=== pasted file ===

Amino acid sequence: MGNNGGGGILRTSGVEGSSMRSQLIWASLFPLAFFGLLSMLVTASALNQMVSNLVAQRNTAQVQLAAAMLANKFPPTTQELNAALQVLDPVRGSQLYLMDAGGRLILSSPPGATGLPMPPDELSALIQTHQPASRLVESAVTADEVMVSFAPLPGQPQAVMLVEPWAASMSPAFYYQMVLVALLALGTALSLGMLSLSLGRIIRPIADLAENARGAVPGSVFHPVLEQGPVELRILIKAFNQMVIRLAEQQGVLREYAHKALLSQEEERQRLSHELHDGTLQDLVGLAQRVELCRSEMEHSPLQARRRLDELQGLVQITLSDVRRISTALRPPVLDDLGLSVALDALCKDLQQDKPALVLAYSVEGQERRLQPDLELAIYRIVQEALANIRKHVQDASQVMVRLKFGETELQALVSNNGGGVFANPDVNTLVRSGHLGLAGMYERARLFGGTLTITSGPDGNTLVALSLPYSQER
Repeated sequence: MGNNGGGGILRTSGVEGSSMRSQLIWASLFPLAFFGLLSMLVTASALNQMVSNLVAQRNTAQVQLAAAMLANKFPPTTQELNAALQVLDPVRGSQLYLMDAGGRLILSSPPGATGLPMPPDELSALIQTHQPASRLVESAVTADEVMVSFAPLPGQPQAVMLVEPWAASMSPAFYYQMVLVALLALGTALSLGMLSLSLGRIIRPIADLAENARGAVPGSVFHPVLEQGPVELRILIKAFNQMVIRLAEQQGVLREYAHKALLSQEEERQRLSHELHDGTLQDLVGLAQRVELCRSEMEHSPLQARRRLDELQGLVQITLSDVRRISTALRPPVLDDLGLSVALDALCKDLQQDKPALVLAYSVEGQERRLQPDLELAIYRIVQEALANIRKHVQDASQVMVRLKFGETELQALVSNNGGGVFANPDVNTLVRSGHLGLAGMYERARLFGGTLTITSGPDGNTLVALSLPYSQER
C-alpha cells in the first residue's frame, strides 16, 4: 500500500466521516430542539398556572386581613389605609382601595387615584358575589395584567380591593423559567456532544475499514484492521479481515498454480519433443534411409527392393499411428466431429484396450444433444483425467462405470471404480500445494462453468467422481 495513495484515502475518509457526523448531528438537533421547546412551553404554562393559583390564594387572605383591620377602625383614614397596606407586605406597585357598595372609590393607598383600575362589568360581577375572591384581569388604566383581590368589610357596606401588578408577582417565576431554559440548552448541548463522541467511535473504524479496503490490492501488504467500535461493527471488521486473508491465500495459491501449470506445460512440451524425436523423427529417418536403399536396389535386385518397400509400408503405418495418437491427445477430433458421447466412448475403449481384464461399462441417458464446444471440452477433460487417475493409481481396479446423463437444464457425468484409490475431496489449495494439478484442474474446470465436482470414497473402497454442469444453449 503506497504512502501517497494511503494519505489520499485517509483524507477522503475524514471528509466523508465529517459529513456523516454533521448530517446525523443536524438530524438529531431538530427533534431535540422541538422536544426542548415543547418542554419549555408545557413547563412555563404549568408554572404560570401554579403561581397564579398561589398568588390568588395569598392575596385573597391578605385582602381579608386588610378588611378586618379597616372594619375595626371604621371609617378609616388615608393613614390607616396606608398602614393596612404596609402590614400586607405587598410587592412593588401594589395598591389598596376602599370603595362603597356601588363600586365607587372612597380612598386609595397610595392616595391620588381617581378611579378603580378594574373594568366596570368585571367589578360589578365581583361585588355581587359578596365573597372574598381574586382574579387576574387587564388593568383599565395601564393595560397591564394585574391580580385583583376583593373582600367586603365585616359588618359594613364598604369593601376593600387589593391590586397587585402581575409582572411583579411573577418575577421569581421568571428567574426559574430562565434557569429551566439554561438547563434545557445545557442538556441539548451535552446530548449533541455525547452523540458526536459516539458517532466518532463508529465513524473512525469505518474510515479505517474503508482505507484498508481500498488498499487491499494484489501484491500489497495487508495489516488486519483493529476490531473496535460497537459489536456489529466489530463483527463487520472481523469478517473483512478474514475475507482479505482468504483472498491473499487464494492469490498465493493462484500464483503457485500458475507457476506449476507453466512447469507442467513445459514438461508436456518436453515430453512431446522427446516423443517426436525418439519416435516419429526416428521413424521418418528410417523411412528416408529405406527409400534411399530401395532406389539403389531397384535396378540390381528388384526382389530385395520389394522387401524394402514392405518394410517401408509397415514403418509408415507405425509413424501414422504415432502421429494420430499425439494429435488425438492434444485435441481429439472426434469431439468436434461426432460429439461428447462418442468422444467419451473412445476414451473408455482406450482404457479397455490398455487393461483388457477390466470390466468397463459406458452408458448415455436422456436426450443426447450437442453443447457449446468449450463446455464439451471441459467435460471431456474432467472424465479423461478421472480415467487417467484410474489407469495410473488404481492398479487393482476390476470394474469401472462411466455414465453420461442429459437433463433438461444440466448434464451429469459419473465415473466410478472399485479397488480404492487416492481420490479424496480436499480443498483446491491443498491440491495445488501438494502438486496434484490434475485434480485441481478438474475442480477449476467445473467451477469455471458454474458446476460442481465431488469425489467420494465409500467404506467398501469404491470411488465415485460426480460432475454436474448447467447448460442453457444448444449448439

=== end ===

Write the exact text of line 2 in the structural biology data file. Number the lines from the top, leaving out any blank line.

Repeated sequence: MGNNGGGGILRTSGVEGSSMRSQLIWASLFPLAFFGLLSMLVTASALNQMVSNLVAQRNTAQVQLAAAMLANKFPPTTQELNAALQVLDPVRGSQLYLMDAGGRLILSSPPGATGLPMPPDELSALIQTHQPASRLVESAVTADEVMVSFAPLPGQPQAVMLVEPWAASMSPAFYYQMVLVALLALGTALSLGMLSLSLGRIIRPIADLAENARGAVPGSVFHPVLEQGPVELRILIKAFNQMVIRLAEQQGVLREYAHKALLSQEEERQRLSHELHDGTLQDLVGLAQRVELCRSEMEHSPLQARRRLDELQGLVQITLSDVRRISTALRPPVLDDLGLSVALDALCKDLQQDKPALVLAYSVEGQERRLQPDLELAIYRIVQEALANIRKHVQDASQVMVRLKFGETELQALVSNNGGGVFANPDVNTLVRSGHLGLAGMYERARLFGGTLTITSGPDGNTLVALSLPYSQER